Taste denotes preference—what you like, what sort of dress or book or cuisine you find pleasing.
Indian cooking is more to my taste than Thai.
Symonds had a taste for the exquisite in art and literature.
Her taste is impeccable: she abhors anything showy or vulgar.
Style denotes the manner in which something is expressed:
Milton's style, for all its Latinity, is violent and excessive, intended to bludgeon the reader into submission.
Chanel brought a new style to the runway, one based on youthful ease and athleticism.
Thus, when you say of a dress that “It’s not my taste”, you mean, literally, that it doesn’t suit your preference, you don’t like it; and when you say “It’s not my style” you mean, literally, that it does not present you as you wish to be seen.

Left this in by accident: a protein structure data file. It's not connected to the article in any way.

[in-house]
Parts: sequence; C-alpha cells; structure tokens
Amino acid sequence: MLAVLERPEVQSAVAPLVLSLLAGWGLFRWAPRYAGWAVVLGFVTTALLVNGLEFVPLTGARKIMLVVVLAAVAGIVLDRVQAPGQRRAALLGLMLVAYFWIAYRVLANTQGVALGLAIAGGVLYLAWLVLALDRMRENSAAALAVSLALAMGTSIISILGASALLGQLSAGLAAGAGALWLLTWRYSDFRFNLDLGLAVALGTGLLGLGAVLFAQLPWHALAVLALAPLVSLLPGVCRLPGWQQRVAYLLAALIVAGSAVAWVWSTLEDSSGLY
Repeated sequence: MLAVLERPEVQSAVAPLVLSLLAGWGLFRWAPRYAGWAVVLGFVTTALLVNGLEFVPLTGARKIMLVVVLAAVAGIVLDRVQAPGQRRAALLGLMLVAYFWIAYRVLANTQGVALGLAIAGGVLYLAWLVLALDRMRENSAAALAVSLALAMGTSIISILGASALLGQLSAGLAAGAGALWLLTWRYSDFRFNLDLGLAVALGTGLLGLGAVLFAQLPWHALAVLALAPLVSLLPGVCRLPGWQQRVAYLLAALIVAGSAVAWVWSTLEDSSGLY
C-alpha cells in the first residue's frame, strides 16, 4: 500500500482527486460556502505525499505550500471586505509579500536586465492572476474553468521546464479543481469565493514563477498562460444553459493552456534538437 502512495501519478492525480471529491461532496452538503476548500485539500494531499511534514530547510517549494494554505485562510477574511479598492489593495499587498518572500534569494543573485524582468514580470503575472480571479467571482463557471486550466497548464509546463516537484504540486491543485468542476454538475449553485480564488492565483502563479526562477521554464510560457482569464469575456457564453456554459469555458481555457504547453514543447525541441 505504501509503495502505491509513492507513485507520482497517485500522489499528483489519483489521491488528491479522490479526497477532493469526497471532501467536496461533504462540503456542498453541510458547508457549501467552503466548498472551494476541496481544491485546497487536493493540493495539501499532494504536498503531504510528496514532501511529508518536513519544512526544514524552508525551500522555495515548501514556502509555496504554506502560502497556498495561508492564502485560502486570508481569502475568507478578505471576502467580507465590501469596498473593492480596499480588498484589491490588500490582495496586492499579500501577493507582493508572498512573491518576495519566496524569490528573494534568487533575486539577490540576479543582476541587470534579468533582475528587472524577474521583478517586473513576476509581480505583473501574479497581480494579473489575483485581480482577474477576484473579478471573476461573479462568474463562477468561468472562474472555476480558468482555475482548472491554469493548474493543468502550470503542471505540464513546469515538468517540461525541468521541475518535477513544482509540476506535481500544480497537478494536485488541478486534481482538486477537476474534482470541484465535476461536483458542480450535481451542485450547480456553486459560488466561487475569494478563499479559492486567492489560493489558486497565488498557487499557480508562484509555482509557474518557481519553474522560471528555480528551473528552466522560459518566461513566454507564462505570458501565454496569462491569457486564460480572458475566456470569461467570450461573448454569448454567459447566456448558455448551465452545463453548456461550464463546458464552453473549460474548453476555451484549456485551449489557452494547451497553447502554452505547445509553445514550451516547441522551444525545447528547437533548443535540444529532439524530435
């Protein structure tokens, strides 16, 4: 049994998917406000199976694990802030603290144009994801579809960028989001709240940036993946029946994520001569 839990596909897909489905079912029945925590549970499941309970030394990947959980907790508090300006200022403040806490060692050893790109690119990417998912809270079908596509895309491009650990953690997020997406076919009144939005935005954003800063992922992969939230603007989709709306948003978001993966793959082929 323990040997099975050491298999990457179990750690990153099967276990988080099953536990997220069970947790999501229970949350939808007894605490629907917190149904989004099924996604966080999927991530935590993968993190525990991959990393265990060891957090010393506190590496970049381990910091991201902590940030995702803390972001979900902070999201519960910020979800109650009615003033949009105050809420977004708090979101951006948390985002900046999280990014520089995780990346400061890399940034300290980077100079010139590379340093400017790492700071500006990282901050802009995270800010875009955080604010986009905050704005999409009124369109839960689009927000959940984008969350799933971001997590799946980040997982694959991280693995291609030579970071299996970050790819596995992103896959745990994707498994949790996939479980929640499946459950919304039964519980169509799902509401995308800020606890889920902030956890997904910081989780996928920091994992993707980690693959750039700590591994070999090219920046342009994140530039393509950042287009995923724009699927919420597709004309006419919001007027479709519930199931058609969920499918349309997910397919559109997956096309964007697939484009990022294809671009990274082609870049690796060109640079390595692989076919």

But in conversation one is rarely so precise with language. And in this context what you probably mean is a combination of both ideas: “The style of this dress is not to my taste.” So in practice, the two expressions mean pretty much the same thing.
Similarly, when you are congratulating another woman you probably do not mean to restrict your admiration to either her taste in clothes or her appearance. You mean both, and either expression ought to serve. However; the expression “I like your style” usually means something different: unless you are speaking to a fashion designer, it expresses admiration not merely for the manner of dressing but for the manner of behavior—“I like the way you carry yourself, the attitude towards the world which your actions convey.” So you’re probably better off saying “I like your taste”.
Or you could simply say “That’s a really cute dress!”